Westchester Joint Water Works News and Highlights
Westchester Joint Water Works Urges Customers to Winterize Their Irrigation Systems and Test Backflow Device. Click here for details.
Fall Hydrant Flushing – What to Expect:
During the latter part of October and into early November, residents may observe WJWW crews working at fire hydrants and allowing water to run into the street.
While it may appear that this runs counter to our water conservation philosophy, the periodic “ flushing” of fire hydrants is an important preventative maintenance activity that helps to insure the integrity of the water system and to provide the highest quality water to our customers. More specifically, hydrant flushing serves the following purposes:
- Flushes sediments from water main pipes, thus enhancing water quality
- Verifies that fire hydrants and valves are working properly and that ample water flow is available for firefighting needs
- Aids in determining weaknesses in water pipes and related fittings and valves
- Hydrant flushing will be performed on weekdays and will begin in the West Harrison section of the Town of Harrison on Monday, October 21st and then progress to Purchase, the Town of Harrison, Town and Village of Mamaroneck, Greenhaven section of Rye and Springdale Road area of New Rochelle. The entire hydrant flushing process will take approximately 3 weeks to complete.
Regular updates related to hydrant flushing activities will be posted on the WJWW website and provided via phone and e-mail through our notification system.
Residents in the immediate vicinity of hydrant flushing activities may temporarily experience cloudy water, the discoloration is harmless and generally consists of precipitates that do not affect the safety of the drinking water. If you notice that your water is discolored, it can be cleared by running cold water from faucets in your home for a few minutes (bypass any water filtering system that you may have in your home while doing this activity).
While the discoloration lasts, bypass any water filtering system that you may have in your home to avoid clogging and do not use hot water or do laundry as this could cause sediment to accumulate in your hot water system and/or cause clothing to become discolored -please note that WJWW is not responsible for any damage resulting from the use of discolored water.
If you experience discolored water conditions that last for more than a day, please contact WJWW at
WJWW thanks you for your patience and understanding as we perform the important task of hydrant flushing to help insure that you have reliable, high quality water service.
Fall Hydrant Flushing. Click here for updates.
2013 Water Rates
Water rates for 2013 have been adopted by all three WJWW member municipalities. Each municipality sets its own rate relative to its share of the operating costs of the WJWW system and its water fund requirements. A major component of WJWW’s operating expenses is the cost of water purchased. The rate charged by the NYC water system, from which WJWW purchases the water that it supplies to its customers, was increased by 12.3% effective July 1st. The Town of Mamaroneck adopted a water rate increase of 8.7% on June 26th that took effect with July water use. The Town of Harrison adopted a 6.5% water rate increase on July 18th which took effect as of that date. The Village of Mamaroneck adopted a 16.0% water rate decrease on September 23rd that took effect October 1st. Sections of the City of Rye served by WJWW will be subject to the Village of Mamaroneck rate change and sections of the City of New Rochelle served by WJWW will be subject to the Town of Mamaroneck rate change. Please contact the municipality within which you reside for further information.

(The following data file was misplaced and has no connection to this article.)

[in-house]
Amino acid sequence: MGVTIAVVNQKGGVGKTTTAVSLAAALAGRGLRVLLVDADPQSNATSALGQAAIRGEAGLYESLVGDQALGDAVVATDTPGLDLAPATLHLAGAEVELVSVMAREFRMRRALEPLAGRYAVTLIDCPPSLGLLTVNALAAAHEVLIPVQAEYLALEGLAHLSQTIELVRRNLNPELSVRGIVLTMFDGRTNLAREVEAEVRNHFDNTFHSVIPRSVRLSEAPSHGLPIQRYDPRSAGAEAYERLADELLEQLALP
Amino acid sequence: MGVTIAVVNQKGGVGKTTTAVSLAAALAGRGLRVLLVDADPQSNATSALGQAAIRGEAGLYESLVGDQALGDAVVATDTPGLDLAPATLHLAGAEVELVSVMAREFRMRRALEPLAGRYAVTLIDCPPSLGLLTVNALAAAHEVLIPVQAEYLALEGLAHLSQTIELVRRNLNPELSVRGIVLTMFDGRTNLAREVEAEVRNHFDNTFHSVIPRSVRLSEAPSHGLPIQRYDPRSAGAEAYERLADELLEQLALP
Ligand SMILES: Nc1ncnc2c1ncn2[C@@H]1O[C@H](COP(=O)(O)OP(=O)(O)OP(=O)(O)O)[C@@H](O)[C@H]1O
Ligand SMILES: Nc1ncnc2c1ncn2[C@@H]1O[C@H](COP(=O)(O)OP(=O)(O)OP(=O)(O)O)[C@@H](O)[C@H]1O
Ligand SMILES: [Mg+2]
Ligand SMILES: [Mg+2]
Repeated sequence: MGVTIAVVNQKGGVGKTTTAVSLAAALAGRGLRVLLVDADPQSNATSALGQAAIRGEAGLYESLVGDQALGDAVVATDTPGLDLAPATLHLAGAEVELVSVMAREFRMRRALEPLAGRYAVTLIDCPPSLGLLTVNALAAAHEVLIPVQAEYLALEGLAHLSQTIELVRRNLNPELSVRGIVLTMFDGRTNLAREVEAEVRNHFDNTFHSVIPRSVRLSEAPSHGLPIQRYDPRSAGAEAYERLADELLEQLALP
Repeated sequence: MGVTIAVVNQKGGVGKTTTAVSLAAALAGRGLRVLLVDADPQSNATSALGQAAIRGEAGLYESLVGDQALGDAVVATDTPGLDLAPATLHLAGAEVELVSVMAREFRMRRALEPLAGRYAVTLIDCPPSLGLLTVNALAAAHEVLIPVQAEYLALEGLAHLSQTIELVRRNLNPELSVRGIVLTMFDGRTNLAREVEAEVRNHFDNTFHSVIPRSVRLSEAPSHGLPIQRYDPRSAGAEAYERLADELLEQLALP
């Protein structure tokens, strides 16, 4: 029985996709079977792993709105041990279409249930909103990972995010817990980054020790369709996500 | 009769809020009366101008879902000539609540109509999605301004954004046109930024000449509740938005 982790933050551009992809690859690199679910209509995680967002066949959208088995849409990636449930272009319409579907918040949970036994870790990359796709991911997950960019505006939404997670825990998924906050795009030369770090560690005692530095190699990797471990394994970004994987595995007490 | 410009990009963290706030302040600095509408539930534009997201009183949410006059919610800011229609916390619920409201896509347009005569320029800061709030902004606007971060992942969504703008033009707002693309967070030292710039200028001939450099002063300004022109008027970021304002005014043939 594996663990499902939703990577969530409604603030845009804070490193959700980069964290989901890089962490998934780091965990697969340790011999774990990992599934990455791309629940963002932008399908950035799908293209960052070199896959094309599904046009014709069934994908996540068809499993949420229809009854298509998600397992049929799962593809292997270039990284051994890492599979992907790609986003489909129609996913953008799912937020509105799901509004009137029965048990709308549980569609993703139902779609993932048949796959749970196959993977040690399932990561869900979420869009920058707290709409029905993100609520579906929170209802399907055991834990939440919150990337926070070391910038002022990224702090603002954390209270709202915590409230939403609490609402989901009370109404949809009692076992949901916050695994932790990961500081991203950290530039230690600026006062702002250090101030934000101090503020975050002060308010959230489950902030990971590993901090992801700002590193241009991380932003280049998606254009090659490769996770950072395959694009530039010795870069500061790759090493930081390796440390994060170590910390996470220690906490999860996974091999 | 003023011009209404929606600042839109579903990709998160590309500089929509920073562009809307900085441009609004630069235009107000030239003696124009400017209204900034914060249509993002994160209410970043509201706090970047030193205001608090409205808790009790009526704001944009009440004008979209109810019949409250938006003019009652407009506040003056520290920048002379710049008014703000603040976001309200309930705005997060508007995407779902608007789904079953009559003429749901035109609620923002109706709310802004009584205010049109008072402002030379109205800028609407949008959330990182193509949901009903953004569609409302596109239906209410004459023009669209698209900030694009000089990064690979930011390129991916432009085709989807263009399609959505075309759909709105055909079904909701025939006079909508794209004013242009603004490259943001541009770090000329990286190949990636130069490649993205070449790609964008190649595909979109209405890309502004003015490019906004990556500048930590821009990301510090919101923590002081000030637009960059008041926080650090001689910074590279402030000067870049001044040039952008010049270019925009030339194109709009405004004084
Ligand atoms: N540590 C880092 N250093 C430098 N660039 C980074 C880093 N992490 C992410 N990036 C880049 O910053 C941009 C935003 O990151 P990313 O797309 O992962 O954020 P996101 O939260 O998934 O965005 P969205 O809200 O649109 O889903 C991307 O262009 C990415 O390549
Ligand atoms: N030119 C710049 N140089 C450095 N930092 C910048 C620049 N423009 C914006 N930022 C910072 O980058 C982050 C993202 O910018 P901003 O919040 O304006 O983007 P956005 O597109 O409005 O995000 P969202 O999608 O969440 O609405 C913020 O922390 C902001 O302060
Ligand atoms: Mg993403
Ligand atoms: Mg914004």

Westchester Joint Water Works Asks Residents and Office Customers to Check Their Irrigation Systems, Use Water Wisely and “Fix a Leak”
Westchester Joint Water Works (WJWW), as well as the Town of Harrison, The Town of Mamaroneck and the Village of Mamaroneck are again encouraging their residents and commercial customers to check their irrigation systems, use water wisely and look for and fix any leaks in homes and office buildings. Below are simple facts that homeowners should be aware of regarding irrigation systems and leaks in household fixtures.
All WJWW customers with irrigation systems are reminded of the following:
The Facts on Leaks:
- The system requires approval from WJWW and must be installed by a qualified contractor and needs to have a backflow prevention device.
- The system must be properly winterized in the fall before the onset of cold-freezing weather.
- The system and the backflow device must be properly tested for leaks before the start of the irrigation season; and
- The systems should have its own sub-meter to help determine how much water is actually used for irrigation.
- An irrigation system should be checked each spring before use to make sure it was not damaged by frost or freezing.
- An irrigation system with pressure set at 60 pounds per square inch that has a leak 1/32nd of an inch in diameter (about the thickness of a pen point) can waste about 6,300 gallons of water per month.
- To ensure that your in-ground irrigation system is not leaking water, consult with an irrigation specialist who has passed a certification program focused on water efficiency.
- Check your garden hose for leaks at its connection to the spigot. If it leaks while you run your hose, replace the nylon or rubber hose washer and ensure a tight connection to the spigot using pipe tape and a wrench.
- Leaks can account for, on average, 10,000 gallons of water wasted in the home every year, which is enough to fill a backyard swimming pool.